Friday, May 16, 2014

PA Ed Policy Roundup for May 16, 2014: ATTYTOOD: Urban parents NOT waiting for 'Superman,' it turns out

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Keystone State Education Coalition
Pennsylvania Education Policy Roundup for May 16, 2014:
ATTYTOOD: Urban parents NOT waiting for 'Superman,' it turns out

Charter advocates' misleading claims mustn't be permitted to stall needed special education reform
Special education funding legislation provides critical reform for school districts, charter schools and taxpayers
HARRISBURG (May 13, 2014) -- Reform of special education funding for both school districts and charter schools is a necessity, and legislation that attempts to target special education resources to those school districts and charter schools with high cost special education students must move forward without delay.  Pennsylvania's education associations recognize the importance of addressing current special education funding and fully support the legislation that implements the recommendations of the bi-partisan Special Education Funding Commission formed under Act 3 of 2013. Despite the need for this legislation, recent attempts by charter school advocates to disseminate false and misleading information about the impact of the proposal on charter schools have stalled consideration of the measure in the General Assembly.
"The critical special education funding reform proposals in House Bill 2138 and Senate Bill 1316 represent the culmination of months of excellent work by the Special Education Funding Commission," said Jim Buckheit, executive director of the Pennsylvania Association of School Administrators (PASA). "These proposals, which were well-vetted by the Commission and based on input from stakeholders from across the Commonwealth, should not be held hostage by charter school advocates wishing to continue benefiting from the current formula, which dramatically overfunds charter schools for their special education costs."

Do we have a constitutional system of funding public education? (No): Michael Churchill
PennLive Op-Ed  By Michael Churchill on May 15, 2014 at 2:00 PM
Michael Churchill is an attorney at the Public Interest Law Center of Philadelphia.
Every state legislator has a sworn duty to provide "a thorough and efficient system of public education" as mandated by the Pennsylvania Constitution since 1874.   These 19th century words mean a system that is comprehensive, includes all that is needed to be productive of the desired effect, and without unnecessary effort or waste.   To assess whether our legislators and Governor are complying with that command we need to ask some basic questions:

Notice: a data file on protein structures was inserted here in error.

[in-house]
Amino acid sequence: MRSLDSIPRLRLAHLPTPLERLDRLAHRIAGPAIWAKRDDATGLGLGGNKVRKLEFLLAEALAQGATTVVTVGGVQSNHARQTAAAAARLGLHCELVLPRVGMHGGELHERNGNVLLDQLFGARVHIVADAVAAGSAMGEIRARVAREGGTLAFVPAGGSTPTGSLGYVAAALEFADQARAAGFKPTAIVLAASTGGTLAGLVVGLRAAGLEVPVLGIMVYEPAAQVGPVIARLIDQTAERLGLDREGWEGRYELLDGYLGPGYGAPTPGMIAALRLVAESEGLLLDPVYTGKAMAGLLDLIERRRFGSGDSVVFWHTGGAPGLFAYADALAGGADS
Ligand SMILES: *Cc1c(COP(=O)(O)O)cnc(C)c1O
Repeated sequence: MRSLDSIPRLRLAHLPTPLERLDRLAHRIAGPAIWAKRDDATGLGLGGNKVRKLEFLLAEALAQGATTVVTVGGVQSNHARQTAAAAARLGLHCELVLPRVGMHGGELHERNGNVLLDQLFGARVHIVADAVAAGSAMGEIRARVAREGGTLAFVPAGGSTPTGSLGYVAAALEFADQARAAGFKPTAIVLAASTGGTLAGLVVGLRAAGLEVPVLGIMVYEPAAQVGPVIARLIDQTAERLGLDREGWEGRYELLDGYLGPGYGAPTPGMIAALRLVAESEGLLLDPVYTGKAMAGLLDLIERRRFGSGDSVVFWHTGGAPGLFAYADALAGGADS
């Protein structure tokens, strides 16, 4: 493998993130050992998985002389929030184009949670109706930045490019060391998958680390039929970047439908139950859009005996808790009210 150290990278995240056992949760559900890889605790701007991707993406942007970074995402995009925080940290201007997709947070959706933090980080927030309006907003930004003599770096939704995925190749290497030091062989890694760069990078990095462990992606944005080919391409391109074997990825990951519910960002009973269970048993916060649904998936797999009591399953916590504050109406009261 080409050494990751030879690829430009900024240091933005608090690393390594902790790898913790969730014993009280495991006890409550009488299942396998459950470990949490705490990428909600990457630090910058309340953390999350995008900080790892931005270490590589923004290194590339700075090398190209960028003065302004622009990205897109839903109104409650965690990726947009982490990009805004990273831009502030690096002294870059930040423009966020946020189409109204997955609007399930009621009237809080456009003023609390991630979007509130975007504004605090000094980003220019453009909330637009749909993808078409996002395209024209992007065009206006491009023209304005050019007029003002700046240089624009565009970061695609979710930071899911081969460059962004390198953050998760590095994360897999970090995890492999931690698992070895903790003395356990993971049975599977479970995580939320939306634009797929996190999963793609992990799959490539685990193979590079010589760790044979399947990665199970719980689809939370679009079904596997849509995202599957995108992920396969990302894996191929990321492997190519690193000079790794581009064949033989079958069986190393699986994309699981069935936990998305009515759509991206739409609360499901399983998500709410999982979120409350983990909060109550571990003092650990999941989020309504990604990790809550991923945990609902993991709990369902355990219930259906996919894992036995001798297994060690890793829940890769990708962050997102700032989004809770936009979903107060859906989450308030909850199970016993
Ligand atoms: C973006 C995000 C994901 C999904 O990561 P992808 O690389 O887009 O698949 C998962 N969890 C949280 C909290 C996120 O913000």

·         Are the state's schools preparing students to be productive citizens of Pennsylvania?
·         Are successful results system-wide or is success isolated and dependent on where a student lives?
·         Is the cost of providing this education spread fairly, or do people shoulder widely differing tax burdens? 
·         And finally, do all schools have the resources necessary to adequately prepare their students?
Whether our students have the tools they need  in an ever-changing, highly technological economy is the most important and hardest to answer.

Pa. must offer solution to high property taxes
Morning Call Opinion by State Sen. Rob Teplitz 5:05 p.m. EDT, May 15, 2014
The writer, a Democrat, represents the 15th District comprising parts of Dauphin
and York counties.
I strongly believe the issue of high property taxes must be addressed by the General Assembly. In his May 9 letter to the editor, Brian Fake noted my concerns about the Property Tax Independence Act and urged me to provide my own solution. Here it is:
First, homeowners must receive the property tax relief that they were promised when casino gambling was legalized in Pennsylvania.  Second, targeted relief must be provided to senior citizens and other vulnerable populations who are particularly affected by high property taxes.
Finally, because the Corbett administration's draconian cuts to public education have forced property taxes to increase at the local level, the commonwealth must begin to invest again in public education.  I am drafting and supporting legislation along these lines.
"Look, voters have now seen nearly a generation of the charter school movement, and they're smart enough to know that while some charters do a good job, others are lousy or even criminal in some cases, and overall they do no better than public schools. They want their neighborhood schools improved, not replaced, and they like their kids' teachers for the most part. Plus, they're starting to realize who's making out the most from the charter movement, and that it's not the kids."
Urban parents NOT waiting for 'Superman,' it turns out
Philly Daily News Attytood Blog by Will Bunch  POSTED: THURSDAY, MAY 15, 2014, 9:44 PM